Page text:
Exoprimal is a cool word. It’s one of those words that evokes certain concepts while simultaneously being, in fairness, gibberish. For a game about strapping on a robotic Exosuit to smash dinosaurs into the concrete, it’s about as apt as humanly possible. It’s also a pretty cool game, in so far as it has more outward swagger than the entire Kardashian family combined. Perhaps fittingly, it’s also both very pretty and not all that deep.
You play as a soldier who everyone calls “Ace” whose job it is to travel through interdimensional portals to battle against an omnipotent AI that’s taken over the world. And you do this primarily by wiping out literal hordes of dinosaurs with extreme prejudice. Even if you spend time analysing the plot, it’s a flimsy concept at best. You and your team of generic mercenaries tick every single box on the video game team checklist.
There’s the grizzled old leader who used to the the best, the tough (read: needlessly rude and perpetually pissed off) female badass, the British-accented tech nerd who will no doubt somehow bond with female badass, a robotic AI maid (yeah, okay, that one is lesser seen), and you: unbeatable superstar who’s amazing at everything and constantly saves the day but who everyone will treat like a moron for no good reason. It’s basic, but it works. There are also additional characters, such as alternate versions of the team and a guy whose accent may possibly be Australian who turns up now and then when you need to be rescued or mansplained at.
Facetious analysis aside, there is a level of intrigue in Exoprimal’s campaign. It’s a mad concept, for sure, but it does throw up a lot of questions and create a compelling enough mystery – particularly concerning the fates of the alternate universe versions of the team. But still, the story is in service to the gameplay here, and really only exists as a shaky framework to rest all these giant dinosaur balls on. Because when you’re summoning a T-Rex through an interdimensional portal to wreak havoc downtown, you won’t care why you’re doing it.
When deployed into the field you’ll be in a huge Exosuit, of which there are currently around a dozen. They fill in team roles like Assault, Support, and Tank, and you can switch between all the ones you have unlocked at a moment’s notice, allowing you to mix and match tactics with the other members of your team. The AI is sufficient to get the job done, but you’ll have a much, much better time playing with friends or even strangers.
Your job in most cases is to smash, blast, and cut your way through hordes of dinosaurs dropped in by the AI overlord. It was originally a training program, now repurposed to wreak havoc and prevent you from completing your objectives. You’ll often face off against another team (imagined as an alternate version of your squad) to complete those objectives faster.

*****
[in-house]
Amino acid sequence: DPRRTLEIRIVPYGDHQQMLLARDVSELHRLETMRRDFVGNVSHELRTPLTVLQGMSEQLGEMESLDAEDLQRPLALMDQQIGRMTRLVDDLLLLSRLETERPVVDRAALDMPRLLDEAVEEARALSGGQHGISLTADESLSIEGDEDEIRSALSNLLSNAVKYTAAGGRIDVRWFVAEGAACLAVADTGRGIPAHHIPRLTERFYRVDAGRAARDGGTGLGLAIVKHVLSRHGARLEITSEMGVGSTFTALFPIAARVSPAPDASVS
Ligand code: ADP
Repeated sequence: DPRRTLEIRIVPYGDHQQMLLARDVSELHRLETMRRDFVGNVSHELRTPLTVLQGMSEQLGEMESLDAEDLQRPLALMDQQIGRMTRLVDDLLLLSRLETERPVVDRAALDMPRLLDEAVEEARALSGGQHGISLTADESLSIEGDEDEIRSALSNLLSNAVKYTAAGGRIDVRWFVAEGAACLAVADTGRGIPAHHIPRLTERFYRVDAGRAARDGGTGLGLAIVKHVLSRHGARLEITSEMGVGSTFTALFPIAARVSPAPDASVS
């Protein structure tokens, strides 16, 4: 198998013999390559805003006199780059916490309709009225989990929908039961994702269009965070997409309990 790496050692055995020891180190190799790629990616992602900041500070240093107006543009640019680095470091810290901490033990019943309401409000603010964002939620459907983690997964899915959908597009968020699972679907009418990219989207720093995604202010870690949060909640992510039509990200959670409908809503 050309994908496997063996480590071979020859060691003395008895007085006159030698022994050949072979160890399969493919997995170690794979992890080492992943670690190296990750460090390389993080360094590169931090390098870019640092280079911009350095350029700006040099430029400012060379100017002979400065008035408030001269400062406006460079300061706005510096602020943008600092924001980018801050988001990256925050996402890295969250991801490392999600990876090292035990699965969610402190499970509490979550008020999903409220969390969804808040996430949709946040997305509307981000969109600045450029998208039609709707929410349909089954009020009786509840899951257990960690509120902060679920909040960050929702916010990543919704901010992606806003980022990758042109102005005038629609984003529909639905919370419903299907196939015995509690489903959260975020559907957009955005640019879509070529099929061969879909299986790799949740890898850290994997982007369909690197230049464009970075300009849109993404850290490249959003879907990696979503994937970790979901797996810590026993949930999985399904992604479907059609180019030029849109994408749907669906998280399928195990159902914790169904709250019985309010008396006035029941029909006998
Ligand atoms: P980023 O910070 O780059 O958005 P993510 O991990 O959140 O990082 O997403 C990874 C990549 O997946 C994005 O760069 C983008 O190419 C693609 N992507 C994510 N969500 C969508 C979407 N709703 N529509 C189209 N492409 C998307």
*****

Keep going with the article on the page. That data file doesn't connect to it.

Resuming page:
Obviously, this makes absolutely no sense. There is only one “you” on your team, so I don’t know where the other Exosuits are even coming from, but it doesn’t matter. Exoprimal is balls-to-the-wall mayhem and it leans so heavily into it that it simply never feels weird to be launching rockets at a stampeding triceratops. There so much going on during each encounter that tactical thinking is for nerds and the minute you get the option to deploy a motherfucking T-Rex you will do it without question or conscious thought.
There’s a lot of variety between each suit, and they can be customised further with skins, paint jobs and decals in the hangar. How they play makes a massive difference though. The primary Exosuit is probably my favourite, though, as it just presents a solid mix of offensive functions with a decent level of defence and maneuverability. Other exoframes provide various star spreads but wildly differing weapon and ability loadouts. There’s one with a sword, for example, another that can fly.
The whole thing heavily evokes the latter entries in the Earth Defence Force, only instead of giant ants it’s velociraptors. Even playing multiple rounds with multiple different suits, I was always left a little shell-shocked at just how wilfully chaotic Exoprimal is. For some reason, each suit has a different AI personality, with different genders and voices. I don’t know why this is, unless it’s just to help cater to the hero shooter crowd. It’s not a problem, just a weird thing worth pointing out.
Exoprimal is great fun though. And it kind of has to be, because it’s about as deep as a bowl of soup so far. Yes you can swap out suits and change loadouts, but it throws a T-Rex at you in the first mission and from then on does little to try to really wow you beyond that. It’s having the cake before the party and then just kind of hanging around to see if there’s more cake later. And then there is, but it’s the same as the first cake and you’ve got to eat it anyway while pretending to be grateful. Yeah I lost the thread of that one a bit, too.
Ultimately, this is Capcom’s answer to the live service model and as such, it’s probably going to do fine. Capcom will support it with content and season passes, and if you disengage your logic motors there’s a damn fun experience to be had (though of course the build we played is not final, and balance changes could happen between now and launch). The accents are pretty awful all round and there’s no point in trying to make it all make sense. Exoprimal is simply chaotic, cathartic fun, of a kind that we just don’t get much anymore, and I’m excited to see more of it when it launches.
Exoprimal is coming to PC, PS4, PS5, Xbox One, and Xbox Series S|X on July 14th, 2023.